Ninth Circuit Rules In First Case Blaming EPA For Massive Loss of Bees in the U.S.
On September 9, 2015, the Ninth Circuit Court of Appeals for the United States vacated the U.S. Environmental Protection Agency’s approval of the pesticide sulfoxaflor, in Pollinator Stewardship Council v. EPA.
The petitioners, comprised of several beekeepers and associations, had challenged the EPA approval asserting that continued use of sulfoxaflor would risk dramatic losses in bee populations. Judge Mary Schroeder, writing the majority opinion for the panel, held that EPA violated federal law when it approved sulfoxaflor without reliable studies showing the impact of the insecticide on honeybee colonies. Specifically, Judge Schroeder stated that because “EPA’s decision to unconditionally register sulfoxaflor was based on flawed and limited data, we conclude that the unconditional approval was not supported by substantial evidence.” The Court vacated EPA’s unconditional registration of sulfoxaflor and remanded for the EPA to obtain further studies and data regarding the effects of sulfoxaflor on bees, as required by the Federal Insecticide, Fungicide and Rodenticide Act (FIFRA).
The Court found that petitioners, the Pollinator Stewardship Council, American Honey Producers Association, National Honey Bee Advisory Board, American Beekeeping Federation, have standing under Article III of the Constitution. Petitioners argued that sufloxaflor poses an actual and imminent threat to beekeepers’ economic livelihood and the threat is traceable to EPA’s decision to approve the pesticide.
In its unconditional registration of sulfoxaflor, EPA concluded that sulfoxaflor will have no unreasonable adverse environmental effects and that the benefits (replacing older and more toxic pesticides with a lower dose) outweigh the risk to bees.
The Court found that EPA’s findings are unsupported by substantial evidence. The Court generally agreed with petitioners’ arguments that:
- EPA lacked valid tier two field studies regarding risks to honey bee colonies, in violation of FIFRA and applicable regulations;
- EPA improperly relied on voluntary, arbitrary or otherwise inadequate mitigation measures to reduce the risk to bees; and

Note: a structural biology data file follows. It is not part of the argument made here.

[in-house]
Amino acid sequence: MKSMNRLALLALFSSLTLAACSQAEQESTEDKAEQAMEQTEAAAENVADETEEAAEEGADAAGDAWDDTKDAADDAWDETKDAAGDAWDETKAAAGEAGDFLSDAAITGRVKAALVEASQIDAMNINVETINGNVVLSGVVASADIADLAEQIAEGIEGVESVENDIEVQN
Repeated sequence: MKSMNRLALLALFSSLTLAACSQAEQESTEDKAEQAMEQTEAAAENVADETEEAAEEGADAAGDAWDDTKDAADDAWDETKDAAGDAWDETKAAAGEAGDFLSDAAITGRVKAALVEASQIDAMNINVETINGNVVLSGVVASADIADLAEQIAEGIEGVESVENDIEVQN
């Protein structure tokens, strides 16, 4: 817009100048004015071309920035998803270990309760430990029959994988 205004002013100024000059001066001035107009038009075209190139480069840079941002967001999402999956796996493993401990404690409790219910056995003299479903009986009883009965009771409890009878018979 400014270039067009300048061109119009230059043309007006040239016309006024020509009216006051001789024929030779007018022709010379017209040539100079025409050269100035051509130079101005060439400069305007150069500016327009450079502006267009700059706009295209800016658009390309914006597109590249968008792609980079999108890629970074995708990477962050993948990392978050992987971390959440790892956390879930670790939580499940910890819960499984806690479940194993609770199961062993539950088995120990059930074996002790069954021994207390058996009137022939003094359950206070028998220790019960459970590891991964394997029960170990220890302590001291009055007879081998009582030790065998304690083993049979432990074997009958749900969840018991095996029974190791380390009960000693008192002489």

- EPA improperly skewed its weighing of sulfoxaflor’s risks and benefits in favor of registration.
FIFRA, as amended in 1972, prohibits the sale or distribution of any pesticide that has not been approved (“registered”) by EPA. 7 U.S.C. § 136a(a). Prior to registering a pesticide, EPA has a duty to ensure that it “will not generally cause unreasonable adverse effects on the environment.” 7 U.S.C.
§ 136a(c)(5)(D). The phrase “unreasonable adverse effects on the environment” is defined to mean “any unreasonable risk to man or the environment, taking into account the economic, social, and environmental costs and benefits of the use of [the] pesticide.” Id., § 136(bb).
FIFRA requires the registrant to submit a proposed “label” that sets forth “a statement of all claims to be made for the pesticide under review, and any directions for its use.” 7 U.S.C. § 136a(c)(1)(C). The registrant must also submit “a full description of the tests made and the results thereof . . .” Id. § 136a(c)(1)(F). If EPA finds that the scientific data submitted by the registrant is inadequate to allow EPA to fully analyze the environmental effects, FIFRA authorizes EPA to “conditionally register a pesticide containing an active ingredient not contained in any currently registered pesticide for a period reasonably sufficient for the generation and submission of required data.” 7 U.S.C. § 136a(c)(7)(C). Alternatively, EPA may issue “experimental use permits” for pesticides that are not yet registered if the agency “determines that the applicant needs such permit in order to accumulate information necessary to register a pesticide.” 7 U.S.C. § 136c(a).
In 2013, EPA granted unconditional registrations to Dow Agrosciences LLC for two products with the active ingredient sulfoxaflor, which was formulated for manufacturing and agriculture products. National beekeeping organizations sued the agency immediately thereafter in federal appeals court, claiming that sulfoxaflor would contribute to bee colony decline. Sulfoxaflor is a neonicotinoids, which is designed to interfere with a receptor in the central nervous system of insects, causing tremors, paralysis and death at extremely low doses.
In the United States, pollination contributes to crop production worth $20-30 billion in agricultural production annually. A decline in managed bee colonies puts great pressure on the sectors of agriculture reliant on commercial pollination services, according to a USDA and EPA report on honeybee health in May 2013 (http://www.usda.gov/wps/portal/usda/usdahome?contentid=2013/05/0086.xml).